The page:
Off the beaten track

HISTORY: Jalandhar has the distinction of housing the largest number of archaeological sites in Punjab. While the protected monuments are taken care of by the Archaeology Survey of India (ASI), the state government has never bothered to do its bit. Dakhni Sarai, built along the GT Road, is one of the finest specimens of Mughal caravan inns. Located in Dakhni village on the Nakodar-Kapurthala road, about 12 kms from Nakodar, near Jahangir village, the sarai, which was notified as a national monument on February 18, 1919, was built by Mughal noble Ali Mardan Khan during the reign of Emperor Shahjahan, circa 1640. It comprises 124 cells around a closed quadrangle with two imposing gateways in the centre of the eastern and western quadrangle. Inside the quadrangle are a que and a well. The half-dome portal is decorated with glazed tiles while its interiors boast of painted motifs over lime plaster. The three-storey façade of the gateway has arched recesses and openings on either side. The gateway projecting out of the wall is strengthened with octagonal towers.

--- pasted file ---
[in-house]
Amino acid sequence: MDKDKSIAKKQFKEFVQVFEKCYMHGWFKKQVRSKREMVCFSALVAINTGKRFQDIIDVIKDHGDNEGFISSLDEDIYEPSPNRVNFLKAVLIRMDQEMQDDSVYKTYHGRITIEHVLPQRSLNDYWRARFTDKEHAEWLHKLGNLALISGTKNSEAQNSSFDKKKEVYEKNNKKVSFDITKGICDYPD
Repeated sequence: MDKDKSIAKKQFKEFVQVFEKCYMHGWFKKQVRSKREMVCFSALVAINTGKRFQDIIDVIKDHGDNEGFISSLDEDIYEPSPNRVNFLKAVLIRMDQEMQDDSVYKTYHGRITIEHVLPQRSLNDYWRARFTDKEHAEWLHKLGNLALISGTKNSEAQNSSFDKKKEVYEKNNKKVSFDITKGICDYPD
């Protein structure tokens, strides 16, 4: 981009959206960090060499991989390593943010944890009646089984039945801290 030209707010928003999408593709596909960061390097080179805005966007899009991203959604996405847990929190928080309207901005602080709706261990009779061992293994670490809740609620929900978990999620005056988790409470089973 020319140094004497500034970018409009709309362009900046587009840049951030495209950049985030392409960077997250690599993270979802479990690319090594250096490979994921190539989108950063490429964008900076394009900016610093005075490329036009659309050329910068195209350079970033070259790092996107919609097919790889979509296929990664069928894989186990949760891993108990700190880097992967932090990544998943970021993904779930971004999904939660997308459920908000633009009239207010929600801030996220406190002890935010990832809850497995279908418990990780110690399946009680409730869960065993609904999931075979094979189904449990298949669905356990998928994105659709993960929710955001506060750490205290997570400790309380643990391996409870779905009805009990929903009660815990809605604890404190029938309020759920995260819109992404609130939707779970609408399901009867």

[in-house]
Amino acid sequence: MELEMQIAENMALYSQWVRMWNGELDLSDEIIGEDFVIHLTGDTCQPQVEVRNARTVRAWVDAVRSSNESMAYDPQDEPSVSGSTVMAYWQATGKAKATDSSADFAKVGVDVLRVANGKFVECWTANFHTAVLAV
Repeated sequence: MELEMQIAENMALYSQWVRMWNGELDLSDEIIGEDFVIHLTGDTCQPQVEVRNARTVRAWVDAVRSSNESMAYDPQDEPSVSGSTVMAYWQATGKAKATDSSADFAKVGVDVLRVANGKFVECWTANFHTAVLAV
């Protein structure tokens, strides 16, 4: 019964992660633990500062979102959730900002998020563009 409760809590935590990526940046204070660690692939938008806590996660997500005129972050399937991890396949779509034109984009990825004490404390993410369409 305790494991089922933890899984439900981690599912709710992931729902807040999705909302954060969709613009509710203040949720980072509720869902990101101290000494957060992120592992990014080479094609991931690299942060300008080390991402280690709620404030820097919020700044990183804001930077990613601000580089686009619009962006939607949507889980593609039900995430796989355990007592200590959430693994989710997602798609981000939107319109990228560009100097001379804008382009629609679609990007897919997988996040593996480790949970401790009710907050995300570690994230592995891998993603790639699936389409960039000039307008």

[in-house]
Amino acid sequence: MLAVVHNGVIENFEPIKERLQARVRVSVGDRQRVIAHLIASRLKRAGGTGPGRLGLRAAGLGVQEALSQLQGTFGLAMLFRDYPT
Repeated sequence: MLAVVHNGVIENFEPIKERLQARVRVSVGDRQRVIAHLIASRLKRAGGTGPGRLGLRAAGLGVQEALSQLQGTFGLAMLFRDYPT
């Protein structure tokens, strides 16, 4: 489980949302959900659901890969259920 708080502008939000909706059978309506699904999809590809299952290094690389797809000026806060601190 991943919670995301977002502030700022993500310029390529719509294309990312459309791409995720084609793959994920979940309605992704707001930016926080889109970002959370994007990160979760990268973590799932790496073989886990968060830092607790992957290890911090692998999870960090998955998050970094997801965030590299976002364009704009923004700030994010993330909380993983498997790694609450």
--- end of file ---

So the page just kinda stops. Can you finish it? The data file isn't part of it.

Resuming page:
PRESENT STATUS: The monument has a great potential for tourism, as it houses all basic amenities ranging from modern bathrooms to drinking water facilities. However, the state government has failed to build a metalled approach road to the monument. A mud path that leads to the building has no signposts. The ASI’s numerous requests to the Administration to get a road constructed have fallen on deaf ears. Avtar Singh of Jahangir village says, "Though the monument is close to our village, we see it from a distance as there is no approach road. It can become a happening place if the government pumps the prime.”

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